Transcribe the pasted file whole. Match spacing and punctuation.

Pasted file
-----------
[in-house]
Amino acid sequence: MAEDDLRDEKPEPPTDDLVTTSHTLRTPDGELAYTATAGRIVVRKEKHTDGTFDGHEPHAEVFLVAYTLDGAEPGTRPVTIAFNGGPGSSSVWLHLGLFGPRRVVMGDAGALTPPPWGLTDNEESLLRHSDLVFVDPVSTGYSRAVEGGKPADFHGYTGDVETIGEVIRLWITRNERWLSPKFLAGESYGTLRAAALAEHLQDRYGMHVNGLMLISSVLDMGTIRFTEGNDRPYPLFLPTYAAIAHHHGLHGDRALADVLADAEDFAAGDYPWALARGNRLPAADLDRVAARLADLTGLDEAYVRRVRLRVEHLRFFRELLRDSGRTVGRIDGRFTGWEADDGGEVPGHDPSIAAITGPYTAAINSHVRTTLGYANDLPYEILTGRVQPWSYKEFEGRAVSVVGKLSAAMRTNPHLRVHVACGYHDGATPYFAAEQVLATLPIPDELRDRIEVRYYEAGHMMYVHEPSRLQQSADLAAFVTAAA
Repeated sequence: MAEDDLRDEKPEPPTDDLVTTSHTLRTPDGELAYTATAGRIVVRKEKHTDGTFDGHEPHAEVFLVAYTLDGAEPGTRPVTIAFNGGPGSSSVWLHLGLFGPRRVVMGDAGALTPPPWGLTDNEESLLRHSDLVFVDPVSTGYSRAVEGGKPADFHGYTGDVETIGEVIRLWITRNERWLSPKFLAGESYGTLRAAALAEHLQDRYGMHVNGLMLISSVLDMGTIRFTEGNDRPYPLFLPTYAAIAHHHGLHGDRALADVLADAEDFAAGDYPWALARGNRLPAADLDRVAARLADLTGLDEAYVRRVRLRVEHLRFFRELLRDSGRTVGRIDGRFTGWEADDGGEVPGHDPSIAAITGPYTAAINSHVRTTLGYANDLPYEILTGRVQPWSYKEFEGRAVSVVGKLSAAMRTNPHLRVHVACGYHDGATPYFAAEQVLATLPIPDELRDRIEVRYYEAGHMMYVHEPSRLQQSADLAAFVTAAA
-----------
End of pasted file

[in-house]
Amino acid sequence: MAEDDLRDEKPEPPTDDLVTTSHTLRTPDGELAYTATAGRIVVRKEKHTDGTFDGHEPHAEVFLVAYTLDGAEPGTRPVTIAFNGGPGSSSVWLHLGLFGPRRVVMGDAGALTPPPWGLTDNEESLLRHSDLVFVDPVSTGYSRAVEGGKPADFHGYTGDVETIGEVIRLWITRNERWLSPKFLAGESYGTLRAAALAEHLQDRYGMHVNGLMLISSVLDMGTIRFTEGNDRPYPLFLPTYAAIAHHHGLHGDRALADVLADAEDFAAGDYPWALARGNRLPAADLDRVAARLADLTGLDEAYVRRVRLRVEHLRFFRELLRDSGRTVGRIDGRFTGWEADDGGEVPGHDPSIAAITGPYTAAINSHVRTTLGYANDLPYEILTGRVQPWSYKEFEGRAVSVVGKLSAAMRTNPHLRVHVACGYHDGATPYFAAEQVLATLPIPDELRDRIEVRYYEAGHMMYVHEPSRLQQSADLAAFVTAAA
Repeated sequence: MAEDDLRDEKPEPPTDDLVTTSHTLRTPDGELAYTATAGRIVVRKEKHTDGTFDGHEPHAEVFLVAYTLDGAEPGTRPVTIAFNGGPGSSSVWLHLGLFGPRRVVMGDAGALTPPPWGLTDNEESLLRHSDLVFVDPVSTGYSRAVEGGKPADFHGYTGDVETIGEVIRLWITRNERWLSPKFLAGESYGTLRAAALAEHLQDRYGMHVNGLMLISSVLDMGTIRFTEGNDRPYPLFLPTYAAIAHHHGLHGDRALADVLADAEDFAAGDYPWALARGNRLPAADLDRVAARLADLTGLDEAYVRRVRLRVEHLRFFRELLRDSGRTVGRIDGRFTGWEADDGGEVPGHDPSIAAITGPYTAAINSHVRTTLGYANDLPYEILTGRVQPWSYKEFEGRAVSVVGKLSAAMRTNPHLRVHVACGYHDGATPYFAAEQVLATLPIPDELRDRIEVRYYEAGHMMYVHEPSRLQQSADLAAFVTAAA